There are a few factual niggles which detract - for example: the Romans did not make everyone speak Latin; the Baltic states were invaded by the Soviets in 1940 not 1941; British traffic lights do not have a "yellow (sic) and green" combination (perhaps forgiveable if Bellos were American but he is British born and bred, albeit now based at Princeton - and why did a proof reader not correct this?), nor is the reason for red and amber anything to do with the type of gearshift used in cars.
A qualified recommendation.
We all know what translation is...or do we? In this thorough exploration of the subject, David Bellos points out that what we think we all know about the nature of translation, language and even meaning isn't all there is to the story. How should translators deal with poetry, humour and writing style? How does anyone manage the amazing feat of simultaneous interpretation required at the UN? How does the EU, with all its member languages, manage to uphold a universal set of laws of regulations? All these issues and more are addressed within the pages of this book.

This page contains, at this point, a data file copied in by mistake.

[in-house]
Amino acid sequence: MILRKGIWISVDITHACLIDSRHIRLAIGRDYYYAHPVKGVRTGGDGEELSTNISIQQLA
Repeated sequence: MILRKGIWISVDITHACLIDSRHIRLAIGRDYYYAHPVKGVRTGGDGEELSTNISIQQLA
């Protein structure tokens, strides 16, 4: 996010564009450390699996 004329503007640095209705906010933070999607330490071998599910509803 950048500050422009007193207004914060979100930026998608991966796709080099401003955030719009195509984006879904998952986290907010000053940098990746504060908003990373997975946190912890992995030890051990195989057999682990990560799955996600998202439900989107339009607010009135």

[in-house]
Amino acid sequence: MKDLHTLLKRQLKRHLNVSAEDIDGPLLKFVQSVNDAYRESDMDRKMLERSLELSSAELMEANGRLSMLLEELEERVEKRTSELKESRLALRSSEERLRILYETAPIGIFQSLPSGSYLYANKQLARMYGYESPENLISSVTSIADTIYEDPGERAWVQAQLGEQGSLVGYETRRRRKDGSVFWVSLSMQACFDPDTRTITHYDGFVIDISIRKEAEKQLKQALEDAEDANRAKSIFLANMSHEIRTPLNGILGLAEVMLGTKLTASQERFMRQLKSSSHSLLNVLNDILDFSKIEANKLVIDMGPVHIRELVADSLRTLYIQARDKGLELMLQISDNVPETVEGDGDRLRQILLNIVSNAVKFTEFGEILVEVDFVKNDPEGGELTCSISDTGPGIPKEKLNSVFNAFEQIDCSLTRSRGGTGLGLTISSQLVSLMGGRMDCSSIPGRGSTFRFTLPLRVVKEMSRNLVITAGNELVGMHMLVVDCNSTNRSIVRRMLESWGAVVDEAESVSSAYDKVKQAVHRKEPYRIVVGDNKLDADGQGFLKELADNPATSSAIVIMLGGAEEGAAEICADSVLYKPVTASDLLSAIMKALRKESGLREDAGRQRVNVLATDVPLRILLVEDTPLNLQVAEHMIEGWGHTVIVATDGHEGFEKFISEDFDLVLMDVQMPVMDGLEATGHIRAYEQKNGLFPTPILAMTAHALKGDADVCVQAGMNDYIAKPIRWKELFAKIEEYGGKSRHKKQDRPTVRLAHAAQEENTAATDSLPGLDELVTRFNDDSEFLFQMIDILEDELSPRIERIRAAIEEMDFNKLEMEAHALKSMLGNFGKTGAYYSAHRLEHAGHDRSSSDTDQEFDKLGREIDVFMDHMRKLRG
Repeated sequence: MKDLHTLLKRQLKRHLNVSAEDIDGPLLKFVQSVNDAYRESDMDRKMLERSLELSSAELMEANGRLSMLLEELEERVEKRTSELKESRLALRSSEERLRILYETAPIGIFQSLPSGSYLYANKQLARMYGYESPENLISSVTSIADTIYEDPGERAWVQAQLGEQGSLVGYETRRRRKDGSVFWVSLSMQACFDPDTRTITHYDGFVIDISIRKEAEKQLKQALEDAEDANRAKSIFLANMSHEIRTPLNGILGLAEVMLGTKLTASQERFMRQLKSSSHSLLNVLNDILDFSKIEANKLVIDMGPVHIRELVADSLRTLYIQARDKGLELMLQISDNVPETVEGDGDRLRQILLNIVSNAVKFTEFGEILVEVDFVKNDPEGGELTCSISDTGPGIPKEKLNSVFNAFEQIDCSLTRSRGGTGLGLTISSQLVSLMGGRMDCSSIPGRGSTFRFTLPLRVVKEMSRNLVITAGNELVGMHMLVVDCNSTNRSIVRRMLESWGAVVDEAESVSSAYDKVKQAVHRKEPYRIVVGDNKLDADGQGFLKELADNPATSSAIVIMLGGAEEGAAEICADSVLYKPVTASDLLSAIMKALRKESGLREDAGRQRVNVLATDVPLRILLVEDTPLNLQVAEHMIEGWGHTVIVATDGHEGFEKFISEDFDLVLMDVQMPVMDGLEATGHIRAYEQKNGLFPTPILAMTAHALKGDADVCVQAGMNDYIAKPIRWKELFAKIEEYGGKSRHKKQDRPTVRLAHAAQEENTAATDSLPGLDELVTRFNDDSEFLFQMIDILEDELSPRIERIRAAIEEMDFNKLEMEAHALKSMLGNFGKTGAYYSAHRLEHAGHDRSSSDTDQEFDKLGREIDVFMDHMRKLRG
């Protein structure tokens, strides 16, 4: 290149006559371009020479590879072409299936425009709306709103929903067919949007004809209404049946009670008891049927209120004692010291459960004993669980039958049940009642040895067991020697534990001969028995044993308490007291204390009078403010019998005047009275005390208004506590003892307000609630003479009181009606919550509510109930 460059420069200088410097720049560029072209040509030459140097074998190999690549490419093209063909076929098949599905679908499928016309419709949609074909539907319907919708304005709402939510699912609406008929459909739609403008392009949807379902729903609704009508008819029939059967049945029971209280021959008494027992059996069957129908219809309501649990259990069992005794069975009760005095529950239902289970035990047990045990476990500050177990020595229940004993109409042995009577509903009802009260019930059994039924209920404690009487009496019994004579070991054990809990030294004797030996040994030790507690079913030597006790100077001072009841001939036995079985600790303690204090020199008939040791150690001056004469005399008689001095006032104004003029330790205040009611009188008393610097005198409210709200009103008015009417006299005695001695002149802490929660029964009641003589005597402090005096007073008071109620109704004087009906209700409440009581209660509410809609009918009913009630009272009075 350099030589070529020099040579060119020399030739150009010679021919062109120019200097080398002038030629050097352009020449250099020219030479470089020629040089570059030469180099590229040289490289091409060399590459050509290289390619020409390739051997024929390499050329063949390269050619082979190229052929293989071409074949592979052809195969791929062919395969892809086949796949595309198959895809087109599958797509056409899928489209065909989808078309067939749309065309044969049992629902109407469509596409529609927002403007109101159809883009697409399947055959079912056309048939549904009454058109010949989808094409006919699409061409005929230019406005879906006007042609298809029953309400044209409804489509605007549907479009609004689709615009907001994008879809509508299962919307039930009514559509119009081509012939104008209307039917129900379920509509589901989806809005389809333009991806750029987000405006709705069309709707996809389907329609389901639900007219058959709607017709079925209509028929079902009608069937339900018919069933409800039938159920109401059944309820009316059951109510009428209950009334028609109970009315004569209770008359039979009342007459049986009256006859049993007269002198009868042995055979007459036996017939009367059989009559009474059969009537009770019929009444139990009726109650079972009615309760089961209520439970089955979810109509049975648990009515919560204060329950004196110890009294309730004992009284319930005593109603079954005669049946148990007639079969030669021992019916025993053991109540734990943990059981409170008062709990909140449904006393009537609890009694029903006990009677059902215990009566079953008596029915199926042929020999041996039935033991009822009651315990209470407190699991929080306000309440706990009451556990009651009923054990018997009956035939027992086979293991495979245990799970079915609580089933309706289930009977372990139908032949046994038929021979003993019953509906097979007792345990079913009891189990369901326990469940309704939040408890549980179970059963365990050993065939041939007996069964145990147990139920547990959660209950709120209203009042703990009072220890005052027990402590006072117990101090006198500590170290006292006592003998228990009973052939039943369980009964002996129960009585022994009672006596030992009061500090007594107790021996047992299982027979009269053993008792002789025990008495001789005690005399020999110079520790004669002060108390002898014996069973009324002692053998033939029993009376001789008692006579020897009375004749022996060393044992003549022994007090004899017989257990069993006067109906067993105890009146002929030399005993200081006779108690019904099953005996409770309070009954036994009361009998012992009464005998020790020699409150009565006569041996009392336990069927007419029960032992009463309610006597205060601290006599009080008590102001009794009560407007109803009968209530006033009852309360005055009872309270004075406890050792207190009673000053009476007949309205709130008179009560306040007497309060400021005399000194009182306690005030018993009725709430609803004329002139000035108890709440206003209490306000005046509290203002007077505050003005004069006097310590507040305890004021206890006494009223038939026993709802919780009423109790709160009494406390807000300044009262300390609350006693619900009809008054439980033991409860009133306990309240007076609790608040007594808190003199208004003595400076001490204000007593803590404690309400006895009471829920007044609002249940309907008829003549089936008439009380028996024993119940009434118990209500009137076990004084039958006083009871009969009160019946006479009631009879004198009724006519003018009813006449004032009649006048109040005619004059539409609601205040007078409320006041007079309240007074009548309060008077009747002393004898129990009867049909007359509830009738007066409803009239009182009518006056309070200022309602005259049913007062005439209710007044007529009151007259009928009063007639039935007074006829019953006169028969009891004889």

Given its light-hearted title, I was expecting something along the lines of the usual popular science book; perhaps not the most technical piece, but packed with interesting facts and anecdotes. But while it's true that there's certainly plenty of interest about the different aspects of translation in here, the writing style turned out to be unexpectedly dense.